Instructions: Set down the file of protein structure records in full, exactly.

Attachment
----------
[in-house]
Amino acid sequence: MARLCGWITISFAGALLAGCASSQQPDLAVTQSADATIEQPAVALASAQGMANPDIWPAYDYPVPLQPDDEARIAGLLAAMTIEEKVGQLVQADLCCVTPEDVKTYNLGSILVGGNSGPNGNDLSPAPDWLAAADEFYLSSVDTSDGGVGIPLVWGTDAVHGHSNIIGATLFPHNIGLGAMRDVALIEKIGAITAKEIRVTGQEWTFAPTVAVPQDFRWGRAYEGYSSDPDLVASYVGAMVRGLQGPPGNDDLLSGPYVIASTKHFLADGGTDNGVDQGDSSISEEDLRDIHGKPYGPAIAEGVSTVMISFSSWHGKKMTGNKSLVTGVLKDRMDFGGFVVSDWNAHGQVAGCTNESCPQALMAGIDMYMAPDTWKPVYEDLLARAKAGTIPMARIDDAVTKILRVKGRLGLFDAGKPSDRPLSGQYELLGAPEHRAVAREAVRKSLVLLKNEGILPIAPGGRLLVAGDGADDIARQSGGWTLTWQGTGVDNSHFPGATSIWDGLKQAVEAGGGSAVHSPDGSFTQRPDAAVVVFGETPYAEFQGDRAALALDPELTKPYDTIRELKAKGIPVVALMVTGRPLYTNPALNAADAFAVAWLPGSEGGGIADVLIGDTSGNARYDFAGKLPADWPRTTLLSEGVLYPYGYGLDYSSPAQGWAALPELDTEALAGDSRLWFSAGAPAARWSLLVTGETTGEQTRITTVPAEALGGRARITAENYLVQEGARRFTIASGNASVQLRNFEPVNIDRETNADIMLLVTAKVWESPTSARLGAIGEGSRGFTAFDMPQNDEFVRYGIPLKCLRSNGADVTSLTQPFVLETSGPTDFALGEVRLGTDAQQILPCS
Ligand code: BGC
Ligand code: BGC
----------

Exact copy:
[in-house]
Amino acid sequence: MARLCGWITISFAGALLAGCASSQQPDLAVTQSADATIEQPAVALASAQGMANPDIWPAYDYPVPLQPDDEARIAGLLAAMTIEEKVGQLVQADLCCVTPEDVKTYNLGSILVGGNSGPNGNDLSPAPDWLAAADEFYLSSVDTSDGGVGIPLVWGTDAVHGHSNIIGATLFPHNIGLGAMRDVALIEKIGAITAKEIRVTGQEWTFAPTVAVPQDFRWGRAYEGYSSDPDLVASYVGAMVRGLQGPPGNDDLLSGPYVIASTKHFLADGGTDNGVDQGDSSISEEDLRDIHGKPYGPAIAEGVSTVMISFSSWHGKKMTGNKSLVTGVLKDRMDFGGFVVSDWNAHGQVAGCTNESCPQALMAGIDMYMAPDTWKPVYEDLLARAKAGTIPMARIDDAVTKILRVKGRLGLFDAGKPSDRPLSGQYELLGAPEHRAVAREAVRKSLVLLKNEGILPIAPGGRLLVAGDGADDIARQSGGWTLTWQGTGVDNSHFPGATSIWDGLKQAVEAGGGSAVHSPDGSFTQRPDAAVVVFGETPYAEFQGDRAALALDPELTKPYDTIRELKAKGIPVVALMVTGRPLYTNPALNAADAFAVAWLPGSEGGGIADVLIGDTSGNARYDFAGKLPADWPRTTLLSEGVLYPYGYGLDYSSPAQGWAALPELDTEALAGDSRLWFSAGAPAARWSLLVTGETTGEQTRITTVPAEALGGRARITAENYLVQEGARRFTIASGNASVQLRNFEPVNIDRETNADIMLLVTAKVWESPTSARLGAIGEGSRGFTAFDMPQNDEFVRYGIPLKCLRSNGADVTSLTQPFVLETSGPTDFALGEVRLGTDAQQILPCS
Ligand code: BGC
Ligand code: BGC